Suddenly, Mary Turck Clark is a widow, 37 years old, with a nursing infant and seven other children to raise, all under the age of 17. She now has sole charge of her large family and 160-acre farm3. By the time of Jonathan’s death—late September, 1857—the harvest was probably done, food put up for the year ahead, and perhaps there was enough firewood already cut to cook and heat throughout the coming winter.
What would Mary do to maintain her family and their financial security? Remarry, perhaps to one of the neighbors? That might provide a kind of quick security, but as a woman in the 1800s, she would have lost her rights to keep and control the savings and real estate that she and Jonathan had acquired during their seventeen years together.
Would she move to Milwaukee? Many of the early Washington and Ozaukee county settlers were doing just that, often to obtain better educations for their children. Would she move the whole family to the house of her father Peter Turck? He was 59 years old and already living in the city with his second wife, Christina, and their 8 year old daughter. Or perhaps Mary would find a new home of her own in the city?
Mary has decisions to make, and her choices are neither obvious, nor easy. Our next snapshot of the Clark family will be the upcoming federal decennial census. Where will the Clark family be, and what will they be doing, on July 20, 1860?
- The information about the Woodworth family illnesses and deaths is found in the early 1857 entries in Rev. Woodworth’s My Path, p. 96ff. I’ve not found other specific references to typhus in Ozaukee county in 1857 in other sources. It was certainly a recurring problem, along with illnesses such as cholera, “consumption” (i.e., tuberculosis), scarlet fever, and the malaria-like “ague.”
- The September 29, 1857, “Sabbath” date—as printed in the published version of Rev. Woodworth’s My Path—was not a Sunday, but a Tuesday. I suspect that the typesetter for My Path set “29” in error for the correct date of Sunday, Sept 20, 1857. Our only other relevant documents, the Clark Family Record and Jonathan M. Clark’s grave stone at Forest Home, agree that Jonathan died on [Sunday] September 20, 1857.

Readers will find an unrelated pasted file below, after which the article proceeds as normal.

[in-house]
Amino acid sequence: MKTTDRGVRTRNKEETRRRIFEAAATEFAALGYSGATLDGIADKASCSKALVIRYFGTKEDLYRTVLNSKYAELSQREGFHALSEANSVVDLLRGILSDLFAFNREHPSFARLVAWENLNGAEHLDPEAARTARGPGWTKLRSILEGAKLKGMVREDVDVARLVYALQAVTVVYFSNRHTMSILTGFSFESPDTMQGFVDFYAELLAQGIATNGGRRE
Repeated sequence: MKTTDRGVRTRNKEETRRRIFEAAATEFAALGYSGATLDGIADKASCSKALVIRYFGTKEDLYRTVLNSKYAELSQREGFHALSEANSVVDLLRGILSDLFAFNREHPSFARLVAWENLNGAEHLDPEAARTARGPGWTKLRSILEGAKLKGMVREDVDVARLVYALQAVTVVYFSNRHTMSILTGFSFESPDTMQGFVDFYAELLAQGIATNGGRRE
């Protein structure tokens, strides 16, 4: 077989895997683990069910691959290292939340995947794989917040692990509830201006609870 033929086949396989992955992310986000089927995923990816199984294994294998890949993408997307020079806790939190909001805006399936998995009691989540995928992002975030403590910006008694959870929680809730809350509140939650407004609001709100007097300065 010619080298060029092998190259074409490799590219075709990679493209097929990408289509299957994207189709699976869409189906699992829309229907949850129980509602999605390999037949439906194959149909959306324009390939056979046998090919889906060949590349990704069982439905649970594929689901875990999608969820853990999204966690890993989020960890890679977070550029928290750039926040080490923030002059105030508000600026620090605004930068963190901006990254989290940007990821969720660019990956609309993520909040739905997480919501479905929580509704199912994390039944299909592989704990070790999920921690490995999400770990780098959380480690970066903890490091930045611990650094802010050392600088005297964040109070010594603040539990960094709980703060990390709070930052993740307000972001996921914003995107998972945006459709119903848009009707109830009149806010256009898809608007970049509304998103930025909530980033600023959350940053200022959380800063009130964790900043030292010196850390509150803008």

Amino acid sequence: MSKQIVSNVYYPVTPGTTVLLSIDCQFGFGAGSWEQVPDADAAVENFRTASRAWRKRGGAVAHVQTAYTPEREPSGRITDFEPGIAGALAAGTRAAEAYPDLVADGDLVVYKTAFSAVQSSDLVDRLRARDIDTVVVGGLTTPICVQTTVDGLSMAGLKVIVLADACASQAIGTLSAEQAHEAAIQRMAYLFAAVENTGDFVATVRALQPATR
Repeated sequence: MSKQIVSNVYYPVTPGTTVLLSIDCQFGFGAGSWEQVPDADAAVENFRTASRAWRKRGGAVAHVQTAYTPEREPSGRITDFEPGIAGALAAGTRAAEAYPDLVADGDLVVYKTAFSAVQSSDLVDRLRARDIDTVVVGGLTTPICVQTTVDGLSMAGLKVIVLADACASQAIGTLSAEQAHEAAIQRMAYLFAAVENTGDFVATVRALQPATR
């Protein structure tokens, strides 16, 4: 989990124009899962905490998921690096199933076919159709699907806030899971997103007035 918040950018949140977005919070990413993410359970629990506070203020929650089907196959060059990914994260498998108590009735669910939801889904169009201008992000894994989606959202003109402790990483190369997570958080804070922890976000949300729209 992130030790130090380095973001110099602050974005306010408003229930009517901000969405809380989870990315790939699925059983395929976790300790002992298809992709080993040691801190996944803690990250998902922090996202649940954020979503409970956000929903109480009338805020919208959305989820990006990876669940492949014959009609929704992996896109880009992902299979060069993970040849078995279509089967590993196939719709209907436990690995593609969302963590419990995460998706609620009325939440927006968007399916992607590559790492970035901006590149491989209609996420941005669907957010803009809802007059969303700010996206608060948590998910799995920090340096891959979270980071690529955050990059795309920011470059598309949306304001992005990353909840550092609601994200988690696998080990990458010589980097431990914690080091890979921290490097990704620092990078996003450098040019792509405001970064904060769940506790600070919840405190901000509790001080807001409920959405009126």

- Jonathan M. Clark may have died intestate. I cannot locate a will, or evidence of a testate or intestate probate case in Ozaukee, Washington or Milwaukee counties. The 1860 federal population census and various Ozaukee county land records suggest that Mary maintained control of the family farm and finances in the years following Jonathan’s death. How she achieved this without leaving a public record of some kind is a mystery (although, in my experience, not uncommon for the era).
11 thoughts on “1857: Disaster”
Reed, you have painted a realistic picture of the times, with the limited family records. Thanks for staying on the hunt for more clues as to Jonathan’s life in Mequon, especially in his last days. Thanks, Liz
You’re welcome, Liz. Once the Covid-19 situation is under control (one can hope, eh?), I need to get to the Wisconsin Historical Society. They’re one of the only archives that have any of the pre-c. 1880 Ozaukee newspapers. Other than censuses and land records, good historical sources are slim for the 1850s.
Compelling story. You mentioned typhus. Would it have spread throughout the county?
From what I have read (N.B., I am not a doctor), the type of typhus that would have likely attacked the Woodworth family was a bacterial infection, spread by body lice and would be very likely to spread to others. On the one hand, this outbreak was during winter in rural, 1857, Wisconsin, and families spent a lot of time indoors, hence the family-wide spread of infection. But families also got out in the winter and visited neighbors, certainly for the Sabbath, and perhaps for other social occasions. I’ll have more on the various epidemics and diseases that regularly vexed Mequon settlers in the 1840s and ’50s in an upcoming post.
You have me on the edge of my desk chair.
My chair is a D. R. Dimes (New Hampshire) reproduction bird cage Windsor.
Nina, JCH Museum Director
Ha ha! You are a museum director to the core, Nina. More coming soon. Hang on to your Windsor chair!